Tag Archives: biography

Becoming Queen Victoria – Book Review

The Victorian Era was a pivotal moment in time for British culture, and as we all know, Queen Victoria, was at the center of this changing world. Her ascension to the throne of England followed the tumultuous time of revolutionary democracy in America and France, the beginning of the Industrial Revolution, population growth, as well as uprising and unrest. Victoria herself inherited her rule from a lineage of failed kings: George III who lost the American colonies and eventually his sanity, George IV who lost his relationship with his wife as well as his daughter Charlotte who died in childbirth, and William IV who was unable to produce a surviving legitimate heir. Into this disrupted world and dysfunctional family, Victoria rose as queen at the age of eighteen, a young woman leading her world into a new era of progress.

becoming-queen-victoria

Last year, Ballantine Books released a new paperback edition of Kate Williams’ 2008 history Becoming Queen Victoria: The Unexpected Rise of Britain’s Greatest Monarch. With the feel of a smart historical novel, this biography of Victoria takes a broad view of historical context while simultaneously incorporating intricate behind-the-scenes details of Victoria’s family and personal life. It’s a fascinating read, especially if you (like me) having been watching the recent rendition of Victoria’s life on PBS Masterpiece and love the intrigue and drama of the royal family.

Interesting enough, instead of jumping right to the birth of Victoria, the book begins with a lengthy section detailing Victoria’s predecessors in the Hanoverian line, specifically the Princess Charlotte, who would have been queen if she had not died in childbirth. As Williams writes, Charlotte was Britain’s “perfect princess: sweet, reserved, possessed of a kind heart, and entirely unlike her self-centered father” (54). England was ready for a queen after too many terrible kings. Alas, Charlotte was only a shadow of the future queen.

Aside from Charlotte, the Hanover family was dysfunctional: full of alcoholism, affairs, unhappy arranged marriages, wasteful spending, and massive debt. Not to mention King George III, who eventually became so mentally ill that he had to be locked up in the last years of his life. George III’s many children had failed the dynasty, marrying against the will of the state and producing only illegitimate children. Until the birth of Charlotte, of course. And when Charlotte married and became pregnant, it seemed like the line would definitely continue. But tragedy struck, and the line was cut off.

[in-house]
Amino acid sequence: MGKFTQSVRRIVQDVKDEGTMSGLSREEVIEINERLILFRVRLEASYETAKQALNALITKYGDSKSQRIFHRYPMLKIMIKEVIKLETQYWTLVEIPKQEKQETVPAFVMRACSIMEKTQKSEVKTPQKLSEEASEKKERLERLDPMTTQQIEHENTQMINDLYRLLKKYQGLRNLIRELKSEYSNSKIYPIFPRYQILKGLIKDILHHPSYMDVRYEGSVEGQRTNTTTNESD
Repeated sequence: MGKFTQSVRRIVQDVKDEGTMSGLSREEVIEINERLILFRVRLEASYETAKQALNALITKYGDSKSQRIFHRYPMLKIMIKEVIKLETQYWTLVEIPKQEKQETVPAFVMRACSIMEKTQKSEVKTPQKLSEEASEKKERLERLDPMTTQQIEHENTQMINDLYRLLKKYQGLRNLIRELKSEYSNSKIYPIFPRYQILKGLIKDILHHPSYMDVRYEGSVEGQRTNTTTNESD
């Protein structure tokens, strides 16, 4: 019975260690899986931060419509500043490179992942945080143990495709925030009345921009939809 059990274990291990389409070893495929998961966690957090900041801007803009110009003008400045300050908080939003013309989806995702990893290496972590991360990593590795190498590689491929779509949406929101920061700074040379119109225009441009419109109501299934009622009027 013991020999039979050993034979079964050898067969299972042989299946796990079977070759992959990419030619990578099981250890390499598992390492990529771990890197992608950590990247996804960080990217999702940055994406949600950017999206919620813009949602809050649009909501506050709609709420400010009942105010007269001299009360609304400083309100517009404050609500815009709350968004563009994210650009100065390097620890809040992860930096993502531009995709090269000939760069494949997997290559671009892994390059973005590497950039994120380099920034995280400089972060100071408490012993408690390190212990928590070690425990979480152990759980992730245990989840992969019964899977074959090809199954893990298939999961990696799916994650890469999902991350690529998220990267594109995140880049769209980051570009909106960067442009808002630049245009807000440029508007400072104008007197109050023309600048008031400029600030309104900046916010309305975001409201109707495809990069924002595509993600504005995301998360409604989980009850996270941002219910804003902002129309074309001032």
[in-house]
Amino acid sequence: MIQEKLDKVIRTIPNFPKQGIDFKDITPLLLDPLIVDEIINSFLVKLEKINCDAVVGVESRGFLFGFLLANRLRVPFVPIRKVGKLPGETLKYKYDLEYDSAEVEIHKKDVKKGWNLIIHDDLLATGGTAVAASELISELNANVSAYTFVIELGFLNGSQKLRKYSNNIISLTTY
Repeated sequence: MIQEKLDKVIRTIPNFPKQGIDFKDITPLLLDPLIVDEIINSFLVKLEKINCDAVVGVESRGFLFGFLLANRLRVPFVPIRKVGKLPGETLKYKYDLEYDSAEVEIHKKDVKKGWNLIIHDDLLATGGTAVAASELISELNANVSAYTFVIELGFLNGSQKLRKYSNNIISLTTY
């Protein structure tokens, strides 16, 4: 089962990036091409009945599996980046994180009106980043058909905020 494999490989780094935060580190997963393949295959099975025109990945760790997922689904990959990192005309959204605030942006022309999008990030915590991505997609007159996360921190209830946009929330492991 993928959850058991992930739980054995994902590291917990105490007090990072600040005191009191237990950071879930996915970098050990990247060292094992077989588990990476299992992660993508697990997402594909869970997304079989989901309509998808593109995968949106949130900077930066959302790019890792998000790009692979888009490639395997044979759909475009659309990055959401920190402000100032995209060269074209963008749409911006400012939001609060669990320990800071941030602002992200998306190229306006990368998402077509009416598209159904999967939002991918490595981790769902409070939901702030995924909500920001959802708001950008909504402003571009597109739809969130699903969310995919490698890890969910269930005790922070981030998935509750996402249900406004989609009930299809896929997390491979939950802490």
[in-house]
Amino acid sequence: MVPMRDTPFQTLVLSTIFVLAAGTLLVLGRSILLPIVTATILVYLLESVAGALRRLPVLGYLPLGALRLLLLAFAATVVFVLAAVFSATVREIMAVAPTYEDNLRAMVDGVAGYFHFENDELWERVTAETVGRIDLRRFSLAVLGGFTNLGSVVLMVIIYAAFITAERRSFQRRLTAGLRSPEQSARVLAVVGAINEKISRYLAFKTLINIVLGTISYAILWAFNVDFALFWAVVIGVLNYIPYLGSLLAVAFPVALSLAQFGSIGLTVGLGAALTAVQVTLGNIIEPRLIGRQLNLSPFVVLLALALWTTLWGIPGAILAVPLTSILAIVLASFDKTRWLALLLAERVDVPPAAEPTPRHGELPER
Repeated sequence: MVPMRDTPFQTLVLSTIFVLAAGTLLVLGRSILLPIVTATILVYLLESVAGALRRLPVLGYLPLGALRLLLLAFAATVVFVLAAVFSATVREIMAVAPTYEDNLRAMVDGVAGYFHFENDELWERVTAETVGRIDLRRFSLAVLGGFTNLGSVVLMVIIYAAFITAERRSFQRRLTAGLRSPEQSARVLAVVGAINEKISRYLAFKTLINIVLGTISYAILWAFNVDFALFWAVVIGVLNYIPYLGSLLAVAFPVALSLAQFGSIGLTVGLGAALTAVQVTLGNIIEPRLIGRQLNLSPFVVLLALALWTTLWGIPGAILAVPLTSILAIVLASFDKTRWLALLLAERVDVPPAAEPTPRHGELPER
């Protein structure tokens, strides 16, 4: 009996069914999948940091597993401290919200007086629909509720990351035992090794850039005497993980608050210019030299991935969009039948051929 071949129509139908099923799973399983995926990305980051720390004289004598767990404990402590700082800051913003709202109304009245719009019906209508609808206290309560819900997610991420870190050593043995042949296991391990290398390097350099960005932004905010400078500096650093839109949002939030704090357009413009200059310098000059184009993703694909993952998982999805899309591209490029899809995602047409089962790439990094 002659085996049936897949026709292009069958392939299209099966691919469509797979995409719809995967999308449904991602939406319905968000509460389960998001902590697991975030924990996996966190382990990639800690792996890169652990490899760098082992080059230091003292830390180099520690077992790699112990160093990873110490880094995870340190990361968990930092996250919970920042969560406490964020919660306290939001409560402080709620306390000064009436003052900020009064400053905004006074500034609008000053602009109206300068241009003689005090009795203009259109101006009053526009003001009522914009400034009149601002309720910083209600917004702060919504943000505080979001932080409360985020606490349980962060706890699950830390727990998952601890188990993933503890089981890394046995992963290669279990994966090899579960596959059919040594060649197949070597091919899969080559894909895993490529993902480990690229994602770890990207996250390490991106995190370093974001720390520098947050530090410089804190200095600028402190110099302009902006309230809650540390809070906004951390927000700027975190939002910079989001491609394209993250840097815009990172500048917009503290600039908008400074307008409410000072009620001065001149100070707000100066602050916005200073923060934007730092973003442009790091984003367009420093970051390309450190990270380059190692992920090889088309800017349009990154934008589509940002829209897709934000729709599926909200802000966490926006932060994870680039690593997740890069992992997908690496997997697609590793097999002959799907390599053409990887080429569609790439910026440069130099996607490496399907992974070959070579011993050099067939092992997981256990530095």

This is the family background Williams sets up in the first 150 pages. At first this seemed strange, given that I expected the book to be solely about Victoria. But reading through the drama and tragedy of the Hanovers gave the desired effect: it was refreshing to dip into the section about Victoria. Before, the text submerged me in too many names and too many tragedies, but then, Victoria was born and the air cleared, and I felt relief just as the British people must have felt as their monarchy was finally stabilized over the rest of the 19th century.

 

The rest of the book then dives into Victoria’s life from infancy, concentrating on her young adulthood and early reign. Born into such a family, she definitely had an unusual upbringing: “The little girl was treated like a queen from the very beginning. A footman in splendid livery accompanied her wherever she went, and servants bowed subserviently when she trotted along the corridor” (174). From the moment she was born, her destiny was laid out for her in every way.

 

Unlike some histories I’ve read, this book does not get bogged down in dry facts. Never losing sight of her research, Williams provides beautiful visual details about people and setting and history, filling in the gaps when necessary: “She went to the robing room, where she donned a long red mantle lined with ermine . . . she walked, dazzled, into the abbey. There, in the interior that had been newly decorated with crimson and gold hangings and tapestries, the floors covered with oriental carpets . . . The queen herself looked charming. Lord Melbourne declared her floating on a silver cloud, a vision perhaps intensified by the quantities of laudanum he had consumed” (299).

But Williams doesn’t rely on primary sources and narrative alone: she incorporates poetry from Shelley and Byron, detailed descriptions of political cartoons from the time, as well as diary entries and letters from Victoria and her counterparts. These with the paintings and images in the center of the book combine to lend a complex look at Victoria’s world and what she was up against.

 

Historical Importance

Why study Queen Victoria anyway? Is it just to revel in more sedately British intrigue? Or to dream about a splendid royal life? I would argue that understanding the beginnings of Victoria, not only help us to understand the life of this queen, but also give us a look at an important moment in world history.